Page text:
In a text file I need to comment out all lines by adding a ";" as first character of each line. What is a good way to do this? I thought of Vim's visual block mode, but I couldn't find a "select all" option and marking several hundred lines manually also isn't great ;-) Any idea? I have nano, vi and vim at hand, I would prefer one of those for this task.
For a simple task like this you could use
perl. For a small footprint, use
sed for this simple task:
sed -i.old -e 's/^/;/' file
This preserves a copy of the original file as "*.old" and adds a ";" at the beginning of every line.
In the event that your
sed isn't a GNU version (as is the case on many Unix variants), it is likely that you won't have the inplace (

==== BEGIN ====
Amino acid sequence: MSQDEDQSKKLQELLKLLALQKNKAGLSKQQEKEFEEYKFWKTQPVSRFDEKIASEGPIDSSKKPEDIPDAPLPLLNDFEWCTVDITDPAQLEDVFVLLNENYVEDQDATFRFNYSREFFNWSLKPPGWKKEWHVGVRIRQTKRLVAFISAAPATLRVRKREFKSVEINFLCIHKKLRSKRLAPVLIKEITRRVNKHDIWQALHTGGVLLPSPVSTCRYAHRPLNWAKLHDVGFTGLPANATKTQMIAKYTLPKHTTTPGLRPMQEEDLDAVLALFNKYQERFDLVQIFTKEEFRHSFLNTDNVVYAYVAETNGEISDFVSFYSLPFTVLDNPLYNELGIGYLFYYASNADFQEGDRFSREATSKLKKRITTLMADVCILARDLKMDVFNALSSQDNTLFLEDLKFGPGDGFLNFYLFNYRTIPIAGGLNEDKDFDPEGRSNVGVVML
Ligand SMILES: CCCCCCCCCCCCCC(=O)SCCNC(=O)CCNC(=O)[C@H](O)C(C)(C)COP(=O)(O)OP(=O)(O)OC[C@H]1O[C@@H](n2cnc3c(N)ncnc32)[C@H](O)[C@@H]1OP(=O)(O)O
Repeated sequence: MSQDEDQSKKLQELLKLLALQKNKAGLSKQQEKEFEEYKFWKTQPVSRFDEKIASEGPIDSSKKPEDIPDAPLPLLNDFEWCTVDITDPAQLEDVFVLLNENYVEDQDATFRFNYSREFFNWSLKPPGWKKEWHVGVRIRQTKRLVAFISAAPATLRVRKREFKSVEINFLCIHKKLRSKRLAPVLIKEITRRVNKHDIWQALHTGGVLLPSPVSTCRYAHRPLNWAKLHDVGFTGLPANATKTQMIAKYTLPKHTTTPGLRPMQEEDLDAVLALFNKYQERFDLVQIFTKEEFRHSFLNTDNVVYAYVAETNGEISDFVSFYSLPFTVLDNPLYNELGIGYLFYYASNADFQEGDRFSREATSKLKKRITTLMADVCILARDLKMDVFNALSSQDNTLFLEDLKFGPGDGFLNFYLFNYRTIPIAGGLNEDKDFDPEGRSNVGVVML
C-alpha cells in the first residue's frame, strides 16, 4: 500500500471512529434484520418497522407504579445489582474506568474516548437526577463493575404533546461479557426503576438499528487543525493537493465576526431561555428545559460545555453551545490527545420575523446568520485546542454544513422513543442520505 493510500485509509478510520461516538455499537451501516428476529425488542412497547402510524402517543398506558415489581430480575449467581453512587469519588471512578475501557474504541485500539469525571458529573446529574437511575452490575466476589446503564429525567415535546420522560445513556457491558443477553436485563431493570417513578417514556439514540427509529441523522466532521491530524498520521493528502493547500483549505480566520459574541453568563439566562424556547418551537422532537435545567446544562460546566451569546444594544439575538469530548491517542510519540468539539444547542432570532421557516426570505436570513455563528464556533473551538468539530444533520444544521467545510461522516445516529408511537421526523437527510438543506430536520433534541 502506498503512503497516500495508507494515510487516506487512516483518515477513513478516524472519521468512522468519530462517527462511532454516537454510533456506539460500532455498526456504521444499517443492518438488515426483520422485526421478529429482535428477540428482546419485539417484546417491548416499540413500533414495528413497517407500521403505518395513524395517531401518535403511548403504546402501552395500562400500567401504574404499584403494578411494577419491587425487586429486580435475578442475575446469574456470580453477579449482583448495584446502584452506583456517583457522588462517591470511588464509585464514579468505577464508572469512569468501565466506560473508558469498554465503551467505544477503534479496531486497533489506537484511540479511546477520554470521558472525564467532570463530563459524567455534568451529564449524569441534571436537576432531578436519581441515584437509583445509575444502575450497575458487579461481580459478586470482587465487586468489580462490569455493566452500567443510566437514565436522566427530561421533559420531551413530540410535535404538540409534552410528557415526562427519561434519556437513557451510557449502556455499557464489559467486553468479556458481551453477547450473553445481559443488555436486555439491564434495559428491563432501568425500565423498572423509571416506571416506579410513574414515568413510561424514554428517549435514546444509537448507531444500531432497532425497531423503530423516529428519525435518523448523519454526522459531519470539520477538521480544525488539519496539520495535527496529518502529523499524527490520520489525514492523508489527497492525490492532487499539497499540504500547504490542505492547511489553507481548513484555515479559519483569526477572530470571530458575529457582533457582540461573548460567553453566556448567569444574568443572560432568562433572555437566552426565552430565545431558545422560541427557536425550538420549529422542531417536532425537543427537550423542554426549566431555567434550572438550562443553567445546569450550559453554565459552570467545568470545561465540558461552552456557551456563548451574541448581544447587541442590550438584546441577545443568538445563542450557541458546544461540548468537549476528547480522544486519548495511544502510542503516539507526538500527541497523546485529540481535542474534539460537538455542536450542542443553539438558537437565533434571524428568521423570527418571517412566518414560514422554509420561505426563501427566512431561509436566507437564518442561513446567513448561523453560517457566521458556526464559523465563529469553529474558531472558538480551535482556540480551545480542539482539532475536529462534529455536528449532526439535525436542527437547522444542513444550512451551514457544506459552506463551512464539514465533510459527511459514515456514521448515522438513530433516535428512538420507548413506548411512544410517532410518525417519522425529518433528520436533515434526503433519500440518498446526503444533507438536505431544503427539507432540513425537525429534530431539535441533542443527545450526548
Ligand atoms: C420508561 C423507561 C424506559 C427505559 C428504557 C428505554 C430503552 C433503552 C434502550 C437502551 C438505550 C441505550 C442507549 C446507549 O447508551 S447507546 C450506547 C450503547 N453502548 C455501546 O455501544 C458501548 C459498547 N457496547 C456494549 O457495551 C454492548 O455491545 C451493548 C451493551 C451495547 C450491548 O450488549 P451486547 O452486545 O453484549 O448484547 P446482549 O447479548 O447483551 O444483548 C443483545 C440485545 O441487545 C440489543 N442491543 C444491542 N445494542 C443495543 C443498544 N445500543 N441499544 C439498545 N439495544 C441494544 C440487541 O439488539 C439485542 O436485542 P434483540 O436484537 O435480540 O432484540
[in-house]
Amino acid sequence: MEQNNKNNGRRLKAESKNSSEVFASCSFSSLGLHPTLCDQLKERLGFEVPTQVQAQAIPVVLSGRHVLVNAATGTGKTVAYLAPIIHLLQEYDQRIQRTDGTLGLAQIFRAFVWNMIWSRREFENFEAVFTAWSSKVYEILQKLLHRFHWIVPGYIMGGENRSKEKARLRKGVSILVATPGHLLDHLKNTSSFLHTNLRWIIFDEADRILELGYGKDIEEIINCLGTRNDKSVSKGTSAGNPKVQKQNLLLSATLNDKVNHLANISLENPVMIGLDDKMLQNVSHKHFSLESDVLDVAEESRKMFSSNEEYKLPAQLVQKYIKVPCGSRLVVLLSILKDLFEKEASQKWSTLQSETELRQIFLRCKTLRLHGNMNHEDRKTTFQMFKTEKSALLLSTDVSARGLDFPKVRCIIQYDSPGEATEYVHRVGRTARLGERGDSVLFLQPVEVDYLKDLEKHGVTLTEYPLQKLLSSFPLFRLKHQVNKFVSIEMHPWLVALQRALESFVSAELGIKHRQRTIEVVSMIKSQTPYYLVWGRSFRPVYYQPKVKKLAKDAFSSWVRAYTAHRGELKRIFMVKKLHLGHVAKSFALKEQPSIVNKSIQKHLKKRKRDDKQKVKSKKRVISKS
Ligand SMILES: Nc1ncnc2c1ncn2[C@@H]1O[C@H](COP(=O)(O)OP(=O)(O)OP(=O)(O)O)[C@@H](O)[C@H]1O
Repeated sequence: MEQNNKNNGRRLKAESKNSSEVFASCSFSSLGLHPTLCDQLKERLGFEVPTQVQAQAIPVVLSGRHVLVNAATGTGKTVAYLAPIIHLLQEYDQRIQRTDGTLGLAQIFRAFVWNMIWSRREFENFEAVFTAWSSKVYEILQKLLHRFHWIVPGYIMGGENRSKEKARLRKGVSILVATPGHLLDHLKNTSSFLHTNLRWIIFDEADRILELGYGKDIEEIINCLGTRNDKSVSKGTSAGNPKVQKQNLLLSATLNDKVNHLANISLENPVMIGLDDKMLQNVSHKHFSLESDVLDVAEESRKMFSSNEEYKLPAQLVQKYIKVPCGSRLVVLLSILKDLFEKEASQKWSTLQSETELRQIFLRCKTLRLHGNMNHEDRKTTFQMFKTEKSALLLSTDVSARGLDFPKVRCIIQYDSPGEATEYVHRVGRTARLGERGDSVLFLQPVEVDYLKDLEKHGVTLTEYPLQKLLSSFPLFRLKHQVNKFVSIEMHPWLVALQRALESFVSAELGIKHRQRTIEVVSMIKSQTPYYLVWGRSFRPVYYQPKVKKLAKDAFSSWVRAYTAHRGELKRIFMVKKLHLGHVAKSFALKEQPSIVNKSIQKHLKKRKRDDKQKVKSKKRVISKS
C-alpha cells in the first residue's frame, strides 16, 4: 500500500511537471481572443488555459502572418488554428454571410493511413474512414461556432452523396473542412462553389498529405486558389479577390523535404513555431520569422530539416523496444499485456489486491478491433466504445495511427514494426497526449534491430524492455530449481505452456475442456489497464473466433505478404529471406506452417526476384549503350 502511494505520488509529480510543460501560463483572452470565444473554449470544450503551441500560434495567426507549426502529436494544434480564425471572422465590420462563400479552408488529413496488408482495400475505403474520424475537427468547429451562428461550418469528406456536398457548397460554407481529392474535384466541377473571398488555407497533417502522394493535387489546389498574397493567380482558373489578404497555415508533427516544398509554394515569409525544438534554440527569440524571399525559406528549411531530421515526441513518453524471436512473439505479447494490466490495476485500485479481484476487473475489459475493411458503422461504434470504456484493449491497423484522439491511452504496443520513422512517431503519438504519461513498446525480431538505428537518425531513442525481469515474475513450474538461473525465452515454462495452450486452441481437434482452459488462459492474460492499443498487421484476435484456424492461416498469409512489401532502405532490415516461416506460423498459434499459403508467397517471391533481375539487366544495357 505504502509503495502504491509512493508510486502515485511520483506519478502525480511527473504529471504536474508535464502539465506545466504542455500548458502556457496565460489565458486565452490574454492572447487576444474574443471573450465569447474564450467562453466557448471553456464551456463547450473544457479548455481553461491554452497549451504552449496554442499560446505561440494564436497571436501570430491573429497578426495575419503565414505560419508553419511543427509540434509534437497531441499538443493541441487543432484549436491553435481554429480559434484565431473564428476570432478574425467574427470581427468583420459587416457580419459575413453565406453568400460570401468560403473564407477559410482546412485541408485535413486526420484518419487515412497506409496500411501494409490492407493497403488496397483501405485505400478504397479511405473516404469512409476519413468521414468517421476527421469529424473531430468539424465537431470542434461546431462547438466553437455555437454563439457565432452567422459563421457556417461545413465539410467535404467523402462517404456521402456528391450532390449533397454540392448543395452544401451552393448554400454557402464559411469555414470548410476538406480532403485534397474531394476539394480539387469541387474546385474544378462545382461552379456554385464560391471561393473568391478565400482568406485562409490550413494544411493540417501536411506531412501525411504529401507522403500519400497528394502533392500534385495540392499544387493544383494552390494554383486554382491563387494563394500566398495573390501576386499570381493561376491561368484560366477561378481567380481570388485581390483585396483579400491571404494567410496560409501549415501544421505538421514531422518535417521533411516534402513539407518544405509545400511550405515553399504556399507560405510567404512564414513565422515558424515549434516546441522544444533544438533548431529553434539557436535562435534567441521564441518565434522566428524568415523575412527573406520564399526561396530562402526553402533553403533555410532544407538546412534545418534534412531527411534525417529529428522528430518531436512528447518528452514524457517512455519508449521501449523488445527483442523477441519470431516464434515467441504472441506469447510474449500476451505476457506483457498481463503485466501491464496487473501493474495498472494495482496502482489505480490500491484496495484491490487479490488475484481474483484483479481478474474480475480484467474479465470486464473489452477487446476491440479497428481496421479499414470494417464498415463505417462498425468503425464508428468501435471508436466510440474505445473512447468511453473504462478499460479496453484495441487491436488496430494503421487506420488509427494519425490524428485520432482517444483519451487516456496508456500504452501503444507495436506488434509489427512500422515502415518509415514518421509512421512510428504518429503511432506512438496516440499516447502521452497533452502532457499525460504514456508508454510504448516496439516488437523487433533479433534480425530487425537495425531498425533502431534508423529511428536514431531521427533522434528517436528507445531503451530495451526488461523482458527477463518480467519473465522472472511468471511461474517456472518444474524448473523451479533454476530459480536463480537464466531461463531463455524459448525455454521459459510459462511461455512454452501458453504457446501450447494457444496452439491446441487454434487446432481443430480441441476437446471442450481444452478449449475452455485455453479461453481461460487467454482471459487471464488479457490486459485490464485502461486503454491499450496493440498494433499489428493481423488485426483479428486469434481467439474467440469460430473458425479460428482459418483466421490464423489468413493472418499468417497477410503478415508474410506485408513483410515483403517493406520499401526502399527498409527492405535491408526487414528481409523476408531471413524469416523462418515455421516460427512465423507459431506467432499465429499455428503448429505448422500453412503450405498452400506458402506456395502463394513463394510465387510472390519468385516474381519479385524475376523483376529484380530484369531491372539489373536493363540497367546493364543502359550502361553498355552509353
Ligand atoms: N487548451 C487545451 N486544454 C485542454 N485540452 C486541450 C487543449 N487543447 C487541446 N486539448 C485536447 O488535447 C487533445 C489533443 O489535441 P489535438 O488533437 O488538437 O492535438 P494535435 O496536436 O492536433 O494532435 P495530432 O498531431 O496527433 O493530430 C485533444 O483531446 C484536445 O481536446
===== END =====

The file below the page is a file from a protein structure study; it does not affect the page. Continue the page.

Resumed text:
-i) option. Either simply redirect to a new output file or use Perl as
perl -pi.old -e 's/^/;/' file
I would add to jw013's answer by changing the replace to
That can be rerun as many times as you like and will not add semicolons endlessly to the beginning of lines already having it in the beginning.
It can also be used with sed or perl with the colon and percentage sign removed.
It replaces in all lines (%) every line that starts with something other than a semicolon to start with a semicolon and then the character that it started with originally (to keep it in the file).
Both commands (mine and jw013's) should be done in command mode, which is the default start mode of vi/vim and can be accessed with the key when in Insert or replace modes.